Arriving in Bratislava, the capital of Slovakia, was like taking a trip back in time to the 1980’s Soviet Union. Bratislava, much like Budapest, is divided by the River Danube following through the middle of the city. Driving from Vienna, we came upon the rows and rows of the Communist era gray concrete apartment buildings (look closely in the background for the rows of buildings). Some were painted multicolor now, others left to their original state. Bratislava and Vienna are the two European capital cities closest together at only 60km (37 miles) apart. It is truly amazing that the two cities can only be one hour drive, yet worlds apart.
Crossing the river over the New Bridge, I didn’t get the immediate impression the other side of the river was much better. Our hotel was located on the hillside literally next to Bratislava Castle, so we hiked up the hill to the Castle. The site was inhabited as far back as Celtic and Great Moravian times and stands on the hill of the Little Carpathians directly above the Danube river. The Castle is currently under reconstruction but does house the expositions of the Slovak National Museum. A Baroque building which was formerly a stable now houses the famous restaurant, Restauracia Hrad, where we enjoyed a lunch of Slovakian hamburgers and pommes frites.
We headed back down the hill to the Main Square, where the Christmas Market was just opening for opening day. An Advent tradition, the market offered Christmas cabbage soup, the unique taste of smoked sausages, dried mushrooms, dried plums, and red paprika. The scents of hot mulled wine drifted around the square. This market was far more crowded than the Vienna market, making it nearly impossible to push through the crowds.
We came upon the statue of Rubberneck on Panska and Sedlarska street. No other city in the world has a statue sticking out of manhole. Rubberneck has lost his head twice due to careless drivers, so the city decided to help him by erecting a road sign to warn drivers. (Look across the street from him to see a Communist era building in the historic center.)
Celebrating the 20 year anniversary of the 1989 Velvet Revolution, the overthrow of the Communist government, Hviezdoslav Square displayed a history of Communist times of Poland, Hungary, and Czechoslovakia through pictures. The square is also home to the eclectic Reduta building in Rococo, Baroque, and Art-nouveau styles (where the Slovak Philharmonic Orchestra is housed) and the Slovak National Theater.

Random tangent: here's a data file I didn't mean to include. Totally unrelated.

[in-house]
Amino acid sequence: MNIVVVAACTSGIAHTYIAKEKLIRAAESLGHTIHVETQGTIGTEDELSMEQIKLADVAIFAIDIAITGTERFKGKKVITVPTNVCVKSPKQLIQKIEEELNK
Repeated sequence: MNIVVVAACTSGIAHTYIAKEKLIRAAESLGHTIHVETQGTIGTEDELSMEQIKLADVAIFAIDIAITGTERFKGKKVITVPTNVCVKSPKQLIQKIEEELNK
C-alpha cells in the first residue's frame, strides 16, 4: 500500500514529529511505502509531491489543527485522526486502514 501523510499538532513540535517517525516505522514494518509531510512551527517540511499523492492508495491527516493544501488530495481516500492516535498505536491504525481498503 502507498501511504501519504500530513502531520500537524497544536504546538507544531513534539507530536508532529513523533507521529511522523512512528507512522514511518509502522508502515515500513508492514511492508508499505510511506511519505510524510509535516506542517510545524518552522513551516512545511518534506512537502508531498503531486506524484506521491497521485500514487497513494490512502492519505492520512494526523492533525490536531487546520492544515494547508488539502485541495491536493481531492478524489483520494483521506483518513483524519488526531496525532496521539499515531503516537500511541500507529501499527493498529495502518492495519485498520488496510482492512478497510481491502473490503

On our way to the Church of St. Elizabeth, we stopped at Deemer’s Teehaus, where I purchased black cherry black tea and lemongrass and apple roobios tea.
The Church of St. Elizabeth is also known as the Blue Church because of the color of its facade, mosaics, majolicas, and blue-glazed roof. The mosaic on the facade depicts the miracle of St. Elizabeth, and her relics are kept behind the main altar. We did pay another visit to the Blue Church in the morning before leaving because the church was so stunning in the dark, that we simply had to see it in the light.
Exhausted from walking all over Vienna in the morning, hiking up the hill to the Bratislava Castle, and traipsing all through the Old Town, we decided to relax for awhile at the Pulitzer. Tim had a cold Slovakian beer and I, having had Starbucks in Vienna, tried the Vienna coffee. The Vienna coffee is served in a tall glass and topped with whipped cream – a lot of whipped cream! Even Tim, who is not a coffee drinker, enjoyed the sweet taste of the Vienna coffee. Lingering there and letting our tired feet rest, we had another round and ordered food. Tim sampled the steak with Argentine sauce and roasted potatoes.
Refreshed, we headed back up the hill for a nighttime view and fireworks display over the city from Bratislava Castle. Bratislava is an interesting city and I am glad I didn’t let my first impressions scare me away!
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